Trying to delete depression as it forms:

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Oh boy, another post about mental health, after a few months without them I’m back! Mental health is so important and with all that has been going on in my life lately, mine got a little rattled. As I said to my husband “I’m in a funk”, only, I knew what that funk felt like. It felt like the beginnings of something much worse, something that I needed to act on as soon as possible. My warning signs were clear. It was time to shape up my mental health, here’s how I’m approaching that:

Talking about it: Whether you do it with a therapist or with a trusted friend or family member, talking about your mental health is important. It not only makes you feel less alone but it also helps you untwist your feelings. The same way journaling is good for discovering what is really the root cause, talking helps you get to the bottom of your feelings. As I spoke about “my funk” I figured out some of the key things that were causing me to sink. It was important information!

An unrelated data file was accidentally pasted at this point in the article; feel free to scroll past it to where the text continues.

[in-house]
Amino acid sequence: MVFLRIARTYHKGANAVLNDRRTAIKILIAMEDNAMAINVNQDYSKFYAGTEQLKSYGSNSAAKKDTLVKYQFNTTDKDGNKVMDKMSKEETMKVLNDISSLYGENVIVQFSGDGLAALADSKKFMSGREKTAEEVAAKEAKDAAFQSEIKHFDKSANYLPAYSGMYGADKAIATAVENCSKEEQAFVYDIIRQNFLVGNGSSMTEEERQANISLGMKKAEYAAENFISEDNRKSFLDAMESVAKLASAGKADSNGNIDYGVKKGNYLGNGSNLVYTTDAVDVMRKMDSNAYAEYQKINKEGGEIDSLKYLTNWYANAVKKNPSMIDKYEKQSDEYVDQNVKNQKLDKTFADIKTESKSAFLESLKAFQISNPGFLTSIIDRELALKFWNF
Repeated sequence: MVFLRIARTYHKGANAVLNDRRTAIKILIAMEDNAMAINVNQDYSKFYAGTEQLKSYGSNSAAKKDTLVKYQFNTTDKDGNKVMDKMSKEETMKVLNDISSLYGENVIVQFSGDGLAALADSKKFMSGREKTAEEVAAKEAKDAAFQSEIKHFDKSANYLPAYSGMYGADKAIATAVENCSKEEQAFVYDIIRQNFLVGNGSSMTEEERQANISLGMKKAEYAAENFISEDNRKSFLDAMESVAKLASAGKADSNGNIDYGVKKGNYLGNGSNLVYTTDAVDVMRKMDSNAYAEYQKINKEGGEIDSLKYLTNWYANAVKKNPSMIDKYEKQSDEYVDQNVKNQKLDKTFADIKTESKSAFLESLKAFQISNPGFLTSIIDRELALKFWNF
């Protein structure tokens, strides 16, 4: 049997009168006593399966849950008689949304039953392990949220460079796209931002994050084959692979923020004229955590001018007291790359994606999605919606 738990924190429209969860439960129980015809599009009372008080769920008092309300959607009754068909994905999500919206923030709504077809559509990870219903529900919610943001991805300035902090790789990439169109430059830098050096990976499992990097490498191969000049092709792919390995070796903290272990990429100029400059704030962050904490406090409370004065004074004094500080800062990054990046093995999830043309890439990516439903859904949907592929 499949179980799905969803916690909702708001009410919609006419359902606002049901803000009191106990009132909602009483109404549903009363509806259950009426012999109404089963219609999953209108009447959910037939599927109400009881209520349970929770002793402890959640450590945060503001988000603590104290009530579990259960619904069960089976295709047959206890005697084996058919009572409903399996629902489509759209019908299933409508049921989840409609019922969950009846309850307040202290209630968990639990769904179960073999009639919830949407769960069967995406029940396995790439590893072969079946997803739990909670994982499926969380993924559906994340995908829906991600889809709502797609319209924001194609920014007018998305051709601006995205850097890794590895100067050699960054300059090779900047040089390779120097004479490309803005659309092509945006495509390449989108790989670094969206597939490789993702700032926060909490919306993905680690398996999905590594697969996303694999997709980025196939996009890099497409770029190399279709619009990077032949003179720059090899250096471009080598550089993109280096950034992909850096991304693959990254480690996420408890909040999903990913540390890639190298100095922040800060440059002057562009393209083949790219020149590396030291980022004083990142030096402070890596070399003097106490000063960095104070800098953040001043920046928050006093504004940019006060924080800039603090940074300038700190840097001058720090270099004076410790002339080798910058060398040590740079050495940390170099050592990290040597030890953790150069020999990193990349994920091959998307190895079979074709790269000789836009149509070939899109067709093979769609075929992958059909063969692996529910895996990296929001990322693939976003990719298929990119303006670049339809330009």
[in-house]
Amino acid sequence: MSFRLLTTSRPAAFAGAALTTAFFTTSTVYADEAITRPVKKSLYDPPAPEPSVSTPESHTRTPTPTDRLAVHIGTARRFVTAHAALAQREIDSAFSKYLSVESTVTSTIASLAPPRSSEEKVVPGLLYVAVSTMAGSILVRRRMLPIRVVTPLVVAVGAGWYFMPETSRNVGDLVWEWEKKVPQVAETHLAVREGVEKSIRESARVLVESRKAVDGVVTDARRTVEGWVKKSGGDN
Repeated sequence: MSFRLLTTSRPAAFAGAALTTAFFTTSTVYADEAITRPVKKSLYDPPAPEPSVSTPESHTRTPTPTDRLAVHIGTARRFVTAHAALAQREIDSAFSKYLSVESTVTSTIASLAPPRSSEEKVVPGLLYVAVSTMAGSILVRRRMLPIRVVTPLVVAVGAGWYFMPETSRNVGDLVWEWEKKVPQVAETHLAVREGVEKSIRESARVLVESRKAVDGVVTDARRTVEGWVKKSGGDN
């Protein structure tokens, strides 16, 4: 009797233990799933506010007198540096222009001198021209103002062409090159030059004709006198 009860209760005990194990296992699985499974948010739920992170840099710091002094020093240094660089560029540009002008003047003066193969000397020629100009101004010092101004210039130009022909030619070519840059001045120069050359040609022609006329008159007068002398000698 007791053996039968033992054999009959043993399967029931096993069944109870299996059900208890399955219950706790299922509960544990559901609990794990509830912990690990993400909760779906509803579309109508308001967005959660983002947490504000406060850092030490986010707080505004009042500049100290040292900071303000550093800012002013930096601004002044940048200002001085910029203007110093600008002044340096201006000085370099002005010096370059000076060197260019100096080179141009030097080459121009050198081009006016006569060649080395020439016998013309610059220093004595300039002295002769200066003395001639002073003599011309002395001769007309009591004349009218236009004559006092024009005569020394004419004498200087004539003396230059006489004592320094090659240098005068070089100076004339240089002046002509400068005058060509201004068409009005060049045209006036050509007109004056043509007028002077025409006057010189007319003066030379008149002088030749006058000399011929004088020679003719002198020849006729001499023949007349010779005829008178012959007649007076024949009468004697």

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My husband met and married me while I was sick: Finding love while chronically ill

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Photo by: Sarah Warden Photography

A few months ago my husband looked at me and said “I really don’t know who healthy Anna is.” And he wasn’t wrong. He met me when I was really sick with Lyme Disease, and I was still fighting it when we got married. I still am fighting it in a lot of ways, I’m still on medication. I’m still trying to get my “normal” back, but most of my life has fallen back in place. I’m blessed. I know a lot of people don’t get this far with Lyme, but something about that line hit me hard, he didn’t know who I was healthy.

We all are different when we’re sick, even if we have the same loves and personality deep down. It gets distorted by pain, our hobbies get dismissed because we’re not able to do them. We struggle to be ourselves when we’re ill. There’s no way to sugar coat it. I was a lot grumpier when I was at my sickest and definitely a lot weaker and less enthusiastic.

But still, I got the love of my life while coming out of this terrible illness. Someone fell in love with me when I was my grumpy unable self. That’s a testament to our love story for sure but it’s also more than that.